There’s no earthly way of knowing which direction we are going. We live, and we learn, and we love, and we die. Most of the time, we run around acting like we’re the center of the Universe, but we actually have no idea what the hell we’re doing.
One of the smartest and most relentlessly curious beings in human history wrote in one of his centuries-old-yet-still-famous notebooks: “While I thought I was learning how to live, I have been learning how to die.” So you see, even Leonardo da Vinci didn’t know what the hell he was doing.
But Gene Wilder knew what the hell he was doing. Always.
OK, probably not always. I don’t know the man, obvs. He was a human being, after all, and therefore fallible and amply filled with moments of cluelessness. But there are three instances in his life that I feel are worth mentioning now, as I sit here ugly crying at my desk. One of them involves his creation of Willy Wonka, and the other two involve his recent death. I’ll start with Wonka and get to the death stuff later. I know. The suspense is terrible. I hope it’ll last.
#1. Wielding Willy Wonka
Gene Wilder, for me, invented Willy Wonka. Yes, I am aware that technically Roald Dahl invented him, which was no easy task and has not gone unnoticed by me. But the old curmudgeon clearly didn’t know a beautiful thing when he saw it, because he hated the movie for making so many changes to his story.
On the one hand, I understand. However, it’s not like they went all ‘Hi-I’m-Stanley-Kubrick-and-I’m-going-to-smash-Stephen-King’s-vehicle-before-his-very-eyes-on-a-giant-screen-to-establish-dominance-and-make-it-MINE’ on him. (If you’ve read/seen The Shining, I’m referring to the whole VW Beetle fiasco, which was a total dick move, IMHO.) Yet Dahl still described Wilder’s portrayal of Willy Wonka as “pretentious” and “bouncy.” A description I refuse to accept, because, as I said before, Gene Wilder invented my Willy Wonka, and invention, my dear friends, is 93% perspiration, 6% electricity, 4% evaporation, 2% butterscotch ripple, and 105% Gene Wilder.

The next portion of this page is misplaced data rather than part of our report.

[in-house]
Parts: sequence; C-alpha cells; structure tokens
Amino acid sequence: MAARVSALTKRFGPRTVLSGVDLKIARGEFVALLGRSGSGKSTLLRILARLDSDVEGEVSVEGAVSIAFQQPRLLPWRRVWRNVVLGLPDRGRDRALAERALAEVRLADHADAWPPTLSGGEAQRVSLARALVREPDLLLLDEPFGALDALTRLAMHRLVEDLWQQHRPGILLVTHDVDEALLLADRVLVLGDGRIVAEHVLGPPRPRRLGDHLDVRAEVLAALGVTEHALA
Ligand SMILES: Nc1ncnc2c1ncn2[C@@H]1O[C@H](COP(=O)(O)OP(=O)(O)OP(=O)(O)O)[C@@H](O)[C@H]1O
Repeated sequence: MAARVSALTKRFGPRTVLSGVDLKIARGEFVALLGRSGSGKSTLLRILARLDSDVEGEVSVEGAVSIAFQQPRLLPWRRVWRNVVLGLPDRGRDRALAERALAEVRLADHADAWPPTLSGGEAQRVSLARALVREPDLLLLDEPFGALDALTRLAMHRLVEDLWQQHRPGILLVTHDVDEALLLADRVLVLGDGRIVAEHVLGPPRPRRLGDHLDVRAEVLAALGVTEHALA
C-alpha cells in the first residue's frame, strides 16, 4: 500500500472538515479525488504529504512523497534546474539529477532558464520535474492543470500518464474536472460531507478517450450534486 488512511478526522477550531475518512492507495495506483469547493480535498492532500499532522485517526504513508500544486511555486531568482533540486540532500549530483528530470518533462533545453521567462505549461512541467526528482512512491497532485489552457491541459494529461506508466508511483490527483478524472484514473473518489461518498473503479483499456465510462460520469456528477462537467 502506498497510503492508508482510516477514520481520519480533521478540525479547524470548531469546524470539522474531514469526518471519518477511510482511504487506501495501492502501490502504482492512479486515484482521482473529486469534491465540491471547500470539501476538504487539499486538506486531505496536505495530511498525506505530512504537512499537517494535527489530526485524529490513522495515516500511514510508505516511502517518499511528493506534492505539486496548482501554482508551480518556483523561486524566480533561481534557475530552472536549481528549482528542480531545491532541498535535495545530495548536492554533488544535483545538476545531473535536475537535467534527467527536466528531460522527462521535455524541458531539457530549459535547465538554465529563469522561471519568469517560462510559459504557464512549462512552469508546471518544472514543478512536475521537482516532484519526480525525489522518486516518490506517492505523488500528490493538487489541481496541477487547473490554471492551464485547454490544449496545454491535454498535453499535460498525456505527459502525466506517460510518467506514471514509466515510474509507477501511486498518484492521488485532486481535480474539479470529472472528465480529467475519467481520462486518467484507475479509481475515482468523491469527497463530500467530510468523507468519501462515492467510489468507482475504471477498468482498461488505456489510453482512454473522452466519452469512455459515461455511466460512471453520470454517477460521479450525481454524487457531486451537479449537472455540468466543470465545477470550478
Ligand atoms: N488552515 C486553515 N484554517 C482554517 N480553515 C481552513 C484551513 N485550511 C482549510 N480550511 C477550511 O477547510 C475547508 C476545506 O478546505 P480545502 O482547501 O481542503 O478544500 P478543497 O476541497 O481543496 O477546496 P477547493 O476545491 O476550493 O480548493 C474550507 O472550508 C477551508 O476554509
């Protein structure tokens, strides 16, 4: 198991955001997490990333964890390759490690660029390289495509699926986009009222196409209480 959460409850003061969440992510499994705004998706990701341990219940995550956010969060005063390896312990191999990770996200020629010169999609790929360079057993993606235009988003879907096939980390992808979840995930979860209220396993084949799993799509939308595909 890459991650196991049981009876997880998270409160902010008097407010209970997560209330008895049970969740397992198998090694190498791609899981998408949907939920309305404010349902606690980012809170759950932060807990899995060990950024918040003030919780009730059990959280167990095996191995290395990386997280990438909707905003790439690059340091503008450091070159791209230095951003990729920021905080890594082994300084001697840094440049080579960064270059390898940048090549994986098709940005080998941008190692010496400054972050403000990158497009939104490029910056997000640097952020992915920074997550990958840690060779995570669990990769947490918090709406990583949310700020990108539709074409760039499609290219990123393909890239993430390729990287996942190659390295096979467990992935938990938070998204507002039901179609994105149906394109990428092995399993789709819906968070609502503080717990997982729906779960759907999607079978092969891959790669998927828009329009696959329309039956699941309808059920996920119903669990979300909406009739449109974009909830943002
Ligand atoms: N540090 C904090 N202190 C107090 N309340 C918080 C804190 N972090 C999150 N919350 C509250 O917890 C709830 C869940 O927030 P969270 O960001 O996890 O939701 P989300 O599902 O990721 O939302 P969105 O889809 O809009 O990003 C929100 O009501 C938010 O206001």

Mr. Wonka would not have been who he was without Wilder, which goes without saying – but the man’s genius not only changed the original script of the film, it shaped the resonance of his character and the overall meaning of the story.
When Mel Stuart, director of the 1971 classic, offered Gene the title role in the film, he presented Stuart with an interesting stipulation. It went something like this:
Wilder: Well, I like the script – except when the audience sees Willy Wonka for the first time, I want to come out of a door, with a cane, and limp my way to the crowd. And they’re all ‘Oh, Willy Wonka he’s incredible oh my God crippled I never knew [hubbub hubbub],’ and they quiet down, quiet down, quiet down, and then Willy Wonka’s cane gets stuck in a brick, and he starts to fall forward, and he does a forward somersault then jumps up, and the crowd cheers and applauds.
Stuart: Whaddaya wanna do that for??
Wilder: Because from that time on, no one will know whether I’m lying or telling the truth.
Stuart: You mean, if I say ‘No’ you won’t do the picture?
Wilder: I’m afraid that’s the truth.
I’m sure he told that story hundreds of times in his life, so who knows if it really happened that way, but the idea of utilizing that vague, quiet deception was his- and he couldn’t have been more right. Think about it: If Willy Wonka isn’t kind, and gentle, and captivating, and yet completely mysterious and untrustworthy, the entire story wouldn’t matter.
Wonka needed to find one child, just one, to remain honest and do the right thing in spite of what everyone else was doing, even in the presence his ill-behaved icon – but if said icon is just silly, flippant, apathetic, and predictable (:cough: Johnny Depp, ahem :cough cough:) then what the hell is the point? If Wonka behaves in a way that suggests he’s not enamored with the world he’s created, if he doesn’t seem to CARE, why should Charlie? The other kids already don’t, Grandpa Joe is all high on Celebrex or something, and Charlie is confused AF. So, aside from being poor and needing some cash, why should he really care?